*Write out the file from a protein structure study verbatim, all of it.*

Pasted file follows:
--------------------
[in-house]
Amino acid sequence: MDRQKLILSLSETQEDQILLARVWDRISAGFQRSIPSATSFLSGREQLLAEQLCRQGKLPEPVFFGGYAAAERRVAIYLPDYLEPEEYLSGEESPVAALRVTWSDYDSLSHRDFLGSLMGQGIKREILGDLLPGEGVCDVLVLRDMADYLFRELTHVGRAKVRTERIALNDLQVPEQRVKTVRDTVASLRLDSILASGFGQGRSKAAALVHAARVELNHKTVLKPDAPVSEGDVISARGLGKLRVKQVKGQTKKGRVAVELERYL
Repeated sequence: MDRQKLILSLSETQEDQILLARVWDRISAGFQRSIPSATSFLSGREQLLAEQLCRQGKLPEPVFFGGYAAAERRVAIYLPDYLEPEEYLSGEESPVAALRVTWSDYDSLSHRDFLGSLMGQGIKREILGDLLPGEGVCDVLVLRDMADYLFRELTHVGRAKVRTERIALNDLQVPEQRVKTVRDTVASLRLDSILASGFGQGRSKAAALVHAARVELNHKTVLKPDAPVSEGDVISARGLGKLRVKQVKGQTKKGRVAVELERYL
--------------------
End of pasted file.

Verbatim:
[in-house]
Amino acid sequence: MDRQKLILSLSETQEDQILLARVWDRISAGFQRSIPSATSFLSGREQLLAEQLCRQGKLPEPVFFGGYAAAERRVAIYLPDYLEPEEYLSGEESPVAALRVTWSDYDSLSHRDFLGSLMGQGIKREILGDLLPGEGVCDVLVLRDMADYLFRELTHVGRAKVRTERIALNDLQVPEQRVKTVRDTVASLRLDSILASGFGQGRSKAAALVHAARVELNHKTVLKPDAPVSEGDVISARGLGKLRVKQVKGQTKKGRVAVELERYL
Repeated sequence: MDRQKLILSLSETQEDQILLARVWDRISAGFQRSIPSATSFLSGREQLLAEQLCRQGKLPEPVFFGGYAAAERRVAIYLPDYLEPEEYLSGEESPVAALRVTWSDYDSLSHRDFLGSLMGQGIKREILGDLLPGEGVCDVLVLRDMADYLFRELTHVGRAKVRTERIALNDLQVPEQRVKTVRDTVASLRLDSILASGFGQGRSKAAALVHAARVELNHKTVLKPDAPVSEGDVISARGLGKLRVKQVKGQTKKGRVAVELERYL